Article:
Those who have concerns about Gacaca should understand that it did not come into existence from nowhere. If this was the case, I would be the first to question its existence. What people should be concerned about is not Gacaca itself but whether it’s going to execute its role without causing more problems. I know of places, even in developed countries, where cases go on forever. Yet they don’t have even half of the problems that our justice system has.
I would also like to talk about the good things happening in our country. We have problems but we also have good things happening in Rwanda. For instance, enrolment in primary schools moved from 800,000 to 2.2 million in the last 17 years. Affiliation to mutuelles de santé is now more than 90%. There are regions in Rwanda that had been known as famine areas for generations and accepted as such but things have changed now because the whole country is producing enough food for everyone and people are happy. Rwanda is no longer regarded as a nation of killers but the world’s best destination for investment and business. We have also ensured that there is good governance by instituting decentralisation and for this we are regarded as an African model.
Rwanda has been hailed as the best nation in terms of utilisation of donor money. All these are self evident to everyone because Rwandans have understood their role and know what they need to do. That is why during the elections the turn- out was more that 90%. But some people see this in a negative sense because there are some countries where people are tired of their country’s politics. There are even some people who have problems with Kagame being elected with 93%. You are left to wonder whether there are democratic standards for vote numbers and percentages. If people had been forced to vote, they would have gone to the voting booth and left their cards blank. But this was not the case. That is why people should respect the choice of the people. It’s not the journalists who vote; the NGOs, the so-called Human Rights organizations. It’s the people. If you don’t respect Rwandans’ choice then that should be your problem because it’s their life and they know what they want.
My responsibility as the choice of the Rwandan people is to look after their needs. As long as I still hold this position whose responsibilities I understand very well, I will endeavour to safeguard the security and dignity of Rwandans. It is my responsibility to make sure that people know what is expected of them. I am here today because I am expected to perform my duty. Those who want to go back home, I have to ensure that they understand that they are better off at home. However, it should be made clear that if you are a criminal, you should expect justice to take its due course. Unless one sincerely asks for forgiveness and comes clean about their crimes, there cannot be a way of evading punishment. I heard people talking about fearing to send money because of consequences. I would like to make things clear. Even in the countries where you live, if you are caught sending money to terrorists you are severely punished. The cases cited here involve people who were sending money to Interahamwe. If anyone else is caught in this act they will also be punished accordingly. We only encourage forgiveness in Rwanda to killers because we want to compromise and forge ahead.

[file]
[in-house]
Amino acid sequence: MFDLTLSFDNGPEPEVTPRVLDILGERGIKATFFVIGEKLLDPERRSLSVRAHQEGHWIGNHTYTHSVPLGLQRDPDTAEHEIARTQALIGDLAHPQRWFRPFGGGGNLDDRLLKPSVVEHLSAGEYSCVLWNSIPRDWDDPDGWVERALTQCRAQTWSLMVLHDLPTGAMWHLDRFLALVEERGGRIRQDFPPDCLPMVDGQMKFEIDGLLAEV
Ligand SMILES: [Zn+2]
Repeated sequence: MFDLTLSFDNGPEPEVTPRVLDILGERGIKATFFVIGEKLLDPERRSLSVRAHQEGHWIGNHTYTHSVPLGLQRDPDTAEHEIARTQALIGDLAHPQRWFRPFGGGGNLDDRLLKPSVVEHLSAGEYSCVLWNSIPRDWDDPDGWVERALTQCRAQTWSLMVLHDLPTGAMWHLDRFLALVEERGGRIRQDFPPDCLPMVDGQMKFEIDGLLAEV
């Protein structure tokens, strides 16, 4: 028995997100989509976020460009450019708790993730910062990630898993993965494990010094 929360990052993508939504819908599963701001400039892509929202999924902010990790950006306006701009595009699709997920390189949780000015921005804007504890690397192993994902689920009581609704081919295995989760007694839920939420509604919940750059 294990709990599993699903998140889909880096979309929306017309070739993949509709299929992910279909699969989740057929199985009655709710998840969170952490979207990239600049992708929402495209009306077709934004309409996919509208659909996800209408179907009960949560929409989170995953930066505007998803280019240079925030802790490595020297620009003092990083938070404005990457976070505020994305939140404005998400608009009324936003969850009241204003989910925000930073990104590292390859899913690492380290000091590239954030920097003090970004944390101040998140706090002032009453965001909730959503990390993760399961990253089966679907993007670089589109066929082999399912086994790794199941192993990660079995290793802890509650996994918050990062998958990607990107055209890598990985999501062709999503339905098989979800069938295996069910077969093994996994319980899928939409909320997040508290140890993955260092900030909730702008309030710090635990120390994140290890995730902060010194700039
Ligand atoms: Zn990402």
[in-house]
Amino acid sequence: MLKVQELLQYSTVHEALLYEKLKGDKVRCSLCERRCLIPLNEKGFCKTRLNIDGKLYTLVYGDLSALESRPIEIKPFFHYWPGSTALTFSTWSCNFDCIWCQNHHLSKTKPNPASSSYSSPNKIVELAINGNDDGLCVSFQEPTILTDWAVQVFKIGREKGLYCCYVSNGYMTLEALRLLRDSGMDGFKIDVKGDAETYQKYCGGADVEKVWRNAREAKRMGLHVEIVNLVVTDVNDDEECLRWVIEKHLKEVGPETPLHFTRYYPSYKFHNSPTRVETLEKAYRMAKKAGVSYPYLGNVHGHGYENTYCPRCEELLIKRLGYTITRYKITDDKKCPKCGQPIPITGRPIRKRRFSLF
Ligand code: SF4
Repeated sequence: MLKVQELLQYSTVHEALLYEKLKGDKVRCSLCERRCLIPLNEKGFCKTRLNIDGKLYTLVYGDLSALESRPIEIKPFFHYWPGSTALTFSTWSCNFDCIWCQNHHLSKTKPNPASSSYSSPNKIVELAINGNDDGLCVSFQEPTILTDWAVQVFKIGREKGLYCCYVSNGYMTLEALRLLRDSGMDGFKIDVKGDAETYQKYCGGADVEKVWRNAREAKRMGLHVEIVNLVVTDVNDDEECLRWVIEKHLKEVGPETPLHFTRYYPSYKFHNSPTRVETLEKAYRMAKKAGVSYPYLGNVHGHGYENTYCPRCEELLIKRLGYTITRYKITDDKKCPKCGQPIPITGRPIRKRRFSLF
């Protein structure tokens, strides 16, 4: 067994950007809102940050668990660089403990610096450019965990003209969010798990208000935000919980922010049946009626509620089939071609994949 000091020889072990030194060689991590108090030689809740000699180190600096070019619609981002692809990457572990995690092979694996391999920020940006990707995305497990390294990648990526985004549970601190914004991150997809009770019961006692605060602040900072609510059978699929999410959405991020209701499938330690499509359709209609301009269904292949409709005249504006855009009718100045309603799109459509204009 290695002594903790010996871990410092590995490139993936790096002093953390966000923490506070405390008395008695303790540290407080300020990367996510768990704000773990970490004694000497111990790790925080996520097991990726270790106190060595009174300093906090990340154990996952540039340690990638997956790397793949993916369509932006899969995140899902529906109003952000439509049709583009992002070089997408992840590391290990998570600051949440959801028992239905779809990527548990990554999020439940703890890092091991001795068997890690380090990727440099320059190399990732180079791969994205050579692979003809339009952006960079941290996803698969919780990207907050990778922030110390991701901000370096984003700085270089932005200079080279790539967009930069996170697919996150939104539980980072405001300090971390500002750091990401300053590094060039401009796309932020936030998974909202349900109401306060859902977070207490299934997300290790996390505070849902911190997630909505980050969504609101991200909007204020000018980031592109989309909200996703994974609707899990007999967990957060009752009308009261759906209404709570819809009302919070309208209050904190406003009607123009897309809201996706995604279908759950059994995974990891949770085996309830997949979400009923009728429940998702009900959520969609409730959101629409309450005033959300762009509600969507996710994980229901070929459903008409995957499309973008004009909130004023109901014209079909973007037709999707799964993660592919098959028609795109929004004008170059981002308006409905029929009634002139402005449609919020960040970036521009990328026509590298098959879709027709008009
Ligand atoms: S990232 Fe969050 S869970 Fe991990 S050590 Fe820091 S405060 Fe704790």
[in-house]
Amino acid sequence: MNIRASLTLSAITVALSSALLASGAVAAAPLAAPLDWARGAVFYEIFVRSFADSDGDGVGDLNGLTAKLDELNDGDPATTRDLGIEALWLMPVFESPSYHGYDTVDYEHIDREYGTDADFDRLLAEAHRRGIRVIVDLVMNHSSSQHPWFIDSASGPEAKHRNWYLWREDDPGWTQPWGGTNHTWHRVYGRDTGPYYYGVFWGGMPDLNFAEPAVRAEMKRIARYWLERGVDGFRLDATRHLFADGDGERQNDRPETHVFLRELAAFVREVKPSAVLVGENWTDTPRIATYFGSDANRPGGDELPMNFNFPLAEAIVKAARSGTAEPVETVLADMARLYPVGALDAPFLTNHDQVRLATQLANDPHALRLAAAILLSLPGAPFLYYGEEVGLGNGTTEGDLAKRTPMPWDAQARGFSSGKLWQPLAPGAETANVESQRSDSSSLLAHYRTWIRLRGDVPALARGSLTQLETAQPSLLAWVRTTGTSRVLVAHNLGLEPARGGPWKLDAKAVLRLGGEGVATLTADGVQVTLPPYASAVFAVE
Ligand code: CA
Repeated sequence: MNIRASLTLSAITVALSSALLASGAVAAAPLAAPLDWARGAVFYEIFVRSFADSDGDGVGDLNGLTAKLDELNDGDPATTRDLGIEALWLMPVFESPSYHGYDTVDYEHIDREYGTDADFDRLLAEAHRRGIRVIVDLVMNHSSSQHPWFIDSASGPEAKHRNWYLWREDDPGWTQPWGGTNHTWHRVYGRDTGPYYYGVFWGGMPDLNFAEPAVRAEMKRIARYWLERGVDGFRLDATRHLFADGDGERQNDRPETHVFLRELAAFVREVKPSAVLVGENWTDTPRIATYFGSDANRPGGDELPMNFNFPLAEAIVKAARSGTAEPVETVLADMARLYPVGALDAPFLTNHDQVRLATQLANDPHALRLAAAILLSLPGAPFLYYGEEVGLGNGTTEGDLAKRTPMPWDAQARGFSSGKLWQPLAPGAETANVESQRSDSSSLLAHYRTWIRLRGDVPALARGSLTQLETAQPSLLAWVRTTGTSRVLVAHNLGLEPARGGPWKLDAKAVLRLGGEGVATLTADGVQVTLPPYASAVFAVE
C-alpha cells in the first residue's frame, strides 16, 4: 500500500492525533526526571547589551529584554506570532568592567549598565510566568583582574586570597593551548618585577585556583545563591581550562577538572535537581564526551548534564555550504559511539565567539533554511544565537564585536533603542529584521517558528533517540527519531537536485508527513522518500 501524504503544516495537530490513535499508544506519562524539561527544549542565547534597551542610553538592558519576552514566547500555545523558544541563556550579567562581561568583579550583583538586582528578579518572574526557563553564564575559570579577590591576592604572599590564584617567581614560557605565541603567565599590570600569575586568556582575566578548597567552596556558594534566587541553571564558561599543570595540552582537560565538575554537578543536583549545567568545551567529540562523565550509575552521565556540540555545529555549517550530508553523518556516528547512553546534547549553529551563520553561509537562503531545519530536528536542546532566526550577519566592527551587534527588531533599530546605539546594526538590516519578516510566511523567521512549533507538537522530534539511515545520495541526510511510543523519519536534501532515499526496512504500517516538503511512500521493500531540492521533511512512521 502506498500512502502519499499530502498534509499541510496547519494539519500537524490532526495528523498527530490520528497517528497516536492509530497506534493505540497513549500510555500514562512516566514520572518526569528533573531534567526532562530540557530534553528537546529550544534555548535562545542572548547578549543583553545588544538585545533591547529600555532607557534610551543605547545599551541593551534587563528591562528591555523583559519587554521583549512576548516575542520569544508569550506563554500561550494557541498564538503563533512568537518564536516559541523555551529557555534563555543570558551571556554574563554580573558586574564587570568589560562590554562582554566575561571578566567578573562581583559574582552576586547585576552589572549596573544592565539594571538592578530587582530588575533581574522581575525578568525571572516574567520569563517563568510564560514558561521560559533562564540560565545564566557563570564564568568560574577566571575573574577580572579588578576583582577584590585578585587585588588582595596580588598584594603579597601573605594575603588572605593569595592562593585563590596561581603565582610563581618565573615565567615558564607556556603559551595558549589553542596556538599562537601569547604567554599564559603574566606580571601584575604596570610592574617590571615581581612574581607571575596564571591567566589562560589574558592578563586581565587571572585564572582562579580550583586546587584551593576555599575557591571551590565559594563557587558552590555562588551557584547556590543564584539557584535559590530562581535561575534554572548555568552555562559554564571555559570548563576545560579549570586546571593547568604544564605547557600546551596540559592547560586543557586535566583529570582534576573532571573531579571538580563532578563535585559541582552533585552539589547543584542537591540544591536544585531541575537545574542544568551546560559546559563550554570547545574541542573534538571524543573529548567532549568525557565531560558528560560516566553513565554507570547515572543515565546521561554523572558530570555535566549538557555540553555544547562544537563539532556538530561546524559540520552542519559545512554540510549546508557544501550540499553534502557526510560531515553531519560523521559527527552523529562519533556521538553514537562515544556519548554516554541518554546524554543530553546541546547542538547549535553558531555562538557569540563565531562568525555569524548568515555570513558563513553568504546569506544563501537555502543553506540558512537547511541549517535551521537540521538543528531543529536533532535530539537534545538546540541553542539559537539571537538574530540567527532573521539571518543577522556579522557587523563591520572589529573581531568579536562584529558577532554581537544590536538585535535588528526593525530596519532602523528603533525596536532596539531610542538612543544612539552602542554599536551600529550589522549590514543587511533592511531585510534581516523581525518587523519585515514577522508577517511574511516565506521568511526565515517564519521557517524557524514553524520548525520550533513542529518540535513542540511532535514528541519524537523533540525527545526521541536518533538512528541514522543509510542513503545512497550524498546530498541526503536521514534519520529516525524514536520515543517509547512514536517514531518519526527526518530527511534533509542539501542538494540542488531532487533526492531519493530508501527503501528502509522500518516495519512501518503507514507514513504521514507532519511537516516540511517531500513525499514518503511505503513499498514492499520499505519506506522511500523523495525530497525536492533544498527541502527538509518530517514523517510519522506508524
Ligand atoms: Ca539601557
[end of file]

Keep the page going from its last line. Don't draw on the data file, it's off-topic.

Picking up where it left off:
If anyone wants to promote divisionism and the ideology of genocide we will not let them have their way. We compromise in some ways but there are limits. I will have no problem if Rwandans decide that their country should be in turmoil and insecurity. That will be their decision and they should be ready to bear the consequences. But for as long as Rwandans want security, peace and prosperity, then we have to follow that line. This is what Rwandans want and that is why they are so eager to vote and do other things. If someone comes from nowhere and declares that due to democracy he should kill whoever he wants because they don’t like him, we will not allow them. There are those who mislead people that they should not go back and should instead wait for Kagame to be toppled. In what way? Toppled through democracy or by violence? They are deluding you. They have no idea about the new Rwanda and Rwandans. Rwandans went to the polls the way they did because they wanted to dispel such illusions. I call upon those who want to go home to come with me. Those who still want to stay, let them do so out of their will and not because someone wants to use them to insult their country. Being used is not dignified. If anyone is here because they want to be fed, we can feed them better because Rwanda today enjoys bumper harvests.